What is heatstroke? Signs and symptoms and how to treat


Temperatures are expected to rise again in the UK this week, with the Met Office issuing amber extreme heat warnings for some areas.

So with more hot weather on the way, these are the signs of heat stroke you need to know about, and how to take care of yourself in the heat.

A level two heat warning was issued ahead of the heatwave (Picture: Getty Images)

What are the symptoms of heat stroke?

The UKHSA is urging people to exercise caution in the heat and be aware of the common signs of heat exhaustion and heatstroke.


Heat exhaustion is not usually serious if you can cool down within 30 minutes, but if it turns into heat exhaustion it needs to be treated as an emergency NHS says.

The main warning signs of heat exhaustion include:

  • headache
  • dizziness and confusion
  • loss of appetite and nausea
  • excessive sweating and sallow, clammy skin
  • Cramps in arms, legs and stomach
  • rapid breathing or pulse
  • a high temperature of 38 ° C or higher
  • be very thirsty

Symptoms are often the same in adults and children, although children can become limp and sleepy.

Heatstroke can be very serious if not treated quickly (Photo: Adobe)

What is the treatment for heat stroke?


If you notice any of the symptoms, it is a sign that your body needs cooling.

Drinking plenty of water and applying it to the skin helps, as well as going to a cool, shady place, lying down, and elevating your feet slightly.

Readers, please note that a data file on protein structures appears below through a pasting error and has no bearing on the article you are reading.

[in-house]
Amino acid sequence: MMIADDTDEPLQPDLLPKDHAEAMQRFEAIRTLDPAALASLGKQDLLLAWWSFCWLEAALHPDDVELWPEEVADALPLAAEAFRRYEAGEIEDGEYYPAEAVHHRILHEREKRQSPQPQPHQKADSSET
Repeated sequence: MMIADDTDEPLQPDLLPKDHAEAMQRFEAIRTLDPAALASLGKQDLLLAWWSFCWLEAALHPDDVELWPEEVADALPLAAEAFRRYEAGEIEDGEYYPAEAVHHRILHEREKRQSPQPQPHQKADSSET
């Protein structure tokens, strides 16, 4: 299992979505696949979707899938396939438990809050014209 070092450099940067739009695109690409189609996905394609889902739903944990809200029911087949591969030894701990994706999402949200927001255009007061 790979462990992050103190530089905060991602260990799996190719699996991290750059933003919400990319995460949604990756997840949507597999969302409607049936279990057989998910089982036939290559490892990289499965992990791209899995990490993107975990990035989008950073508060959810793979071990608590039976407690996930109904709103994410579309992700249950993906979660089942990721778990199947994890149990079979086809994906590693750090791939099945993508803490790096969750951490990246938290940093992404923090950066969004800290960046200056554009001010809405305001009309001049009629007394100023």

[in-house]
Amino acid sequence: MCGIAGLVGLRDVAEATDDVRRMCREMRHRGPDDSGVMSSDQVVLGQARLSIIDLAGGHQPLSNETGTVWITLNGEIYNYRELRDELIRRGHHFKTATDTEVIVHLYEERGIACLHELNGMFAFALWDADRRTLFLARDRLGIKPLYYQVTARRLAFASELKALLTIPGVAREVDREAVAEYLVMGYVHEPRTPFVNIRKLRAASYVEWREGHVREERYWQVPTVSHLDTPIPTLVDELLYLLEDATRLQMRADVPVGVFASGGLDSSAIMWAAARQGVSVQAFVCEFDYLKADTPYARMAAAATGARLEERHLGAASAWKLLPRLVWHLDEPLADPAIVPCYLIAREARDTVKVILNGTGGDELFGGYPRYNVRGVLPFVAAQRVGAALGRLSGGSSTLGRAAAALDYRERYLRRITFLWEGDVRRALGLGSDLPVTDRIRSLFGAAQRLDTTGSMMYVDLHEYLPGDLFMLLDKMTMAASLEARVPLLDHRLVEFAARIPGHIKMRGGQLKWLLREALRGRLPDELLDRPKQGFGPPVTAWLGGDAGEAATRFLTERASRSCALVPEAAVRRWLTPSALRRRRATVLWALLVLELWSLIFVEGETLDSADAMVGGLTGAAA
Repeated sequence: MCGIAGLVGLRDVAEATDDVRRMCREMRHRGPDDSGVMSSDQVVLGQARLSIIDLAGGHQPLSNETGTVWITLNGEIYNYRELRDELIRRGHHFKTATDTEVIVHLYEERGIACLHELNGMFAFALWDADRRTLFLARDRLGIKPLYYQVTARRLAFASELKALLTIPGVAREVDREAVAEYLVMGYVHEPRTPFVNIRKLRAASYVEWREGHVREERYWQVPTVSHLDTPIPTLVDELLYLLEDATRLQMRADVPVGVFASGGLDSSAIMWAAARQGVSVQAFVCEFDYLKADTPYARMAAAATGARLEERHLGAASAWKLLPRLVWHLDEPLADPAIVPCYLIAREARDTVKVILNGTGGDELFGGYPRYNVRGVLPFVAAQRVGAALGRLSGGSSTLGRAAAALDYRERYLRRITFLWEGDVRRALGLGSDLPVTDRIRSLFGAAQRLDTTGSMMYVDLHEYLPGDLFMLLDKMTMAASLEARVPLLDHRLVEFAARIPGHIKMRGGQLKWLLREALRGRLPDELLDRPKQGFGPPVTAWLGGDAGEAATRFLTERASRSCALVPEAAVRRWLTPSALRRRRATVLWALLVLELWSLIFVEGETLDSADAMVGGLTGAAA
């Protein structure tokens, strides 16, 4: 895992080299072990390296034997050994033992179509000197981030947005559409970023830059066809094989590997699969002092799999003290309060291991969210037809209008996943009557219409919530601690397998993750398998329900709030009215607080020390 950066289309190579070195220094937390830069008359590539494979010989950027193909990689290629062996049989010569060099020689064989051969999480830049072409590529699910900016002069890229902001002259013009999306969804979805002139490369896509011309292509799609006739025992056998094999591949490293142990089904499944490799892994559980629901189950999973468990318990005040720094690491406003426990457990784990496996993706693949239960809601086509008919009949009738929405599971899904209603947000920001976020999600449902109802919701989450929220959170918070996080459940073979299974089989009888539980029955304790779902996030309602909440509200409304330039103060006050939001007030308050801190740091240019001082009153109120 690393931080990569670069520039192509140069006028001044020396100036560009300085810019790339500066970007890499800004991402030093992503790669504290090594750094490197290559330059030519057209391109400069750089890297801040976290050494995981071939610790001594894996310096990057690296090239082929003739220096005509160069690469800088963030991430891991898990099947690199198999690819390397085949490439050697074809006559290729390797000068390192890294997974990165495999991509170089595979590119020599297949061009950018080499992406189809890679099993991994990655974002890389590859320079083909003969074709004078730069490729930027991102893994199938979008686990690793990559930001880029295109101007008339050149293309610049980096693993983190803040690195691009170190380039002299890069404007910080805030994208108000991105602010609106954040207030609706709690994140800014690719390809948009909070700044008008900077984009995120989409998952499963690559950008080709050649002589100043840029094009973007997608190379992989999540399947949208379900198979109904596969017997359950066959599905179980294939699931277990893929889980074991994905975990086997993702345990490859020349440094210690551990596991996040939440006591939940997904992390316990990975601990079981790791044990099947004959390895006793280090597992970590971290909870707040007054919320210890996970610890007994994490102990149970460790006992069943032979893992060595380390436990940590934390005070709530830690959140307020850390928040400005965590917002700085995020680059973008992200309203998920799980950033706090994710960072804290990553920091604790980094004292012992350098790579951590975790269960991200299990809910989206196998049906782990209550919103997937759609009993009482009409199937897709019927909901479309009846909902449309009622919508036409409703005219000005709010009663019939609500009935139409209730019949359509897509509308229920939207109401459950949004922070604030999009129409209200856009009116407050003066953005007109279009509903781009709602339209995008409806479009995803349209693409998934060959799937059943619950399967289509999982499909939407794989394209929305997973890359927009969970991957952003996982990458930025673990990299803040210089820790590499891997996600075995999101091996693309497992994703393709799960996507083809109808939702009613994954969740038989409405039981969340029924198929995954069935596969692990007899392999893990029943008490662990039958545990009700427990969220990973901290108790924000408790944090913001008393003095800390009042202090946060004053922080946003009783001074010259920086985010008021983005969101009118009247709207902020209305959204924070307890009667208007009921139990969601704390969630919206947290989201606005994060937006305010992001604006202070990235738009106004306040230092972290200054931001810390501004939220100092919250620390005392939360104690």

If you are not feeling better and are showing any of the following signs, you should call 999 immediately:

  • Feeling unwell after resting in a cool place for 30 minutes and drinking plenty of water
  • don’t sweat, even if it’s too hot
  • a high temperature of 40 ° C or higher
  • rapid breathing or shortness of breath
  • be confused
  • a fit (fit)
  • loss of consciousness
  • busy

These symptoms are all signs that you may be suffering from heat stroke, which can be very serious if not treated quickly:


How do I prevent heat stroke?

To prevent heat exhaustion or heat stroke, the NHS recommends:

  • drink a lot of cold drinks, especially when exercising
  • take cool baths or showers
  • wear light-colored, loose clothing
  • Spraying water on skin or clothing
  • Avoid the sun between 11am and 3pm
  • Avoiding excessive alcohol
  • Avoiding extreme training

These tips will also help keep your body from drying out and keep you cool.